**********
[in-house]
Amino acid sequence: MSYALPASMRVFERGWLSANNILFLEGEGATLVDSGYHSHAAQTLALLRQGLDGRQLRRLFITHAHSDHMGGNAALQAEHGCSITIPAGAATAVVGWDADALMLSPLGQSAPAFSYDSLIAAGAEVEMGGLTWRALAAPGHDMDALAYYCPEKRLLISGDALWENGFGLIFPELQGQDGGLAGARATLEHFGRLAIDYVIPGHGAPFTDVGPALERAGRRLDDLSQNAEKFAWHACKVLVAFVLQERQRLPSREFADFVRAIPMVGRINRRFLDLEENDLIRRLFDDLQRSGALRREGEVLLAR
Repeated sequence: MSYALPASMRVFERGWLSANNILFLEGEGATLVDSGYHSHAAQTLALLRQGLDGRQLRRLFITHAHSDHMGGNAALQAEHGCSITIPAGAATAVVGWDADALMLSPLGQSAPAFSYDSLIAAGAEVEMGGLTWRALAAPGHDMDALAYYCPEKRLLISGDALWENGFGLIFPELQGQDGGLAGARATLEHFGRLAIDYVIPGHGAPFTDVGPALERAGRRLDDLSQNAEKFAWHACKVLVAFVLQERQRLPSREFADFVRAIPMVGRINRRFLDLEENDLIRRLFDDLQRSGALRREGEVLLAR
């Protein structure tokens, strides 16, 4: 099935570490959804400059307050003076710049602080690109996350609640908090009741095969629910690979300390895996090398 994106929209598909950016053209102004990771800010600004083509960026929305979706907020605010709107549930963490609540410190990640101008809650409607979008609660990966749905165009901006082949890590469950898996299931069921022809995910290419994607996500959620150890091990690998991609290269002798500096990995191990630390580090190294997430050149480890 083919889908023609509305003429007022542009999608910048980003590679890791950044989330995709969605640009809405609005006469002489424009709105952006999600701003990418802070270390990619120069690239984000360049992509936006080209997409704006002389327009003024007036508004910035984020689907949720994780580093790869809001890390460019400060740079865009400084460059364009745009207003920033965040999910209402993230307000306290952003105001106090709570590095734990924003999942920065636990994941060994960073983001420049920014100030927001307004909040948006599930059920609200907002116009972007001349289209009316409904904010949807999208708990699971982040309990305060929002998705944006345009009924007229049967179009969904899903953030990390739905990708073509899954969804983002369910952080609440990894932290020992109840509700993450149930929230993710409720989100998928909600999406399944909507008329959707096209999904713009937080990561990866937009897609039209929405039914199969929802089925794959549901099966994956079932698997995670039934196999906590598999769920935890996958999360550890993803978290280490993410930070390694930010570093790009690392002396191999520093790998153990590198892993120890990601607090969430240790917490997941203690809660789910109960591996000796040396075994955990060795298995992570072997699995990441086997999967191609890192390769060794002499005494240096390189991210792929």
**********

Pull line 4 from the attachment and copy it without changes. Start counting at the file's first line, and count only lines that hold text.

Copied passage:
């Protein structure tokens, strides 16, 4: 099935570490959804400059307050003076710049602080690109996350609640908090009741095969629910690979300390895996090398 994106929209598909950016053209102004990771800010600004083509960026929305979706907020605010709107549930963490609540410190990640101008809650409607979008609660990966749905165009901006082949890590469950898996299931069921022809995910290419994607996500959620150890091990690998991609290269002798500096990995191990630390580090190294997430050149480890 083919889908023609509305003429007022542009999608910048980003590679890791950044989330995709969605640009809405609005006469002489424009709105952006999600701003990418802070270390990619120069690239984000360049992509936006080209997409704006002389327009003024007036508004910035984020689907949720994780580093790869809001890390460019400060740079865009400084460059364009745009207003920033965040999910209402993230307000306290952003105001106090709570590095734990924003999942920065636990994941060994960073983001420049920014100030927001307004909040948006599930059920609200907002116009972007001349289209009316409904904010949807999208708990699971982040309990305060929002998705944006345009009924007229049967179009969904899903953030990390739905990708073509899954969804983002369910952080609440990894932290020992109840509700993450149930929230993710409720989100998928909600999406399944909507008329959707096209999904713009937080990561990866937009897609039209929405039914199969929802089925794959549901099966994956079932698997995670039934196999906590598999769920935890996958999360550890993803978290280490993410930070390694930010570093790009690392002396191999520093790998153990590198892993120890990601607090969430240790917490997941203690809660789910109960591996000796040396075994955990060795298995992570072997699995990441086997999967191609890192390769060794002499005494240096390189991210792929």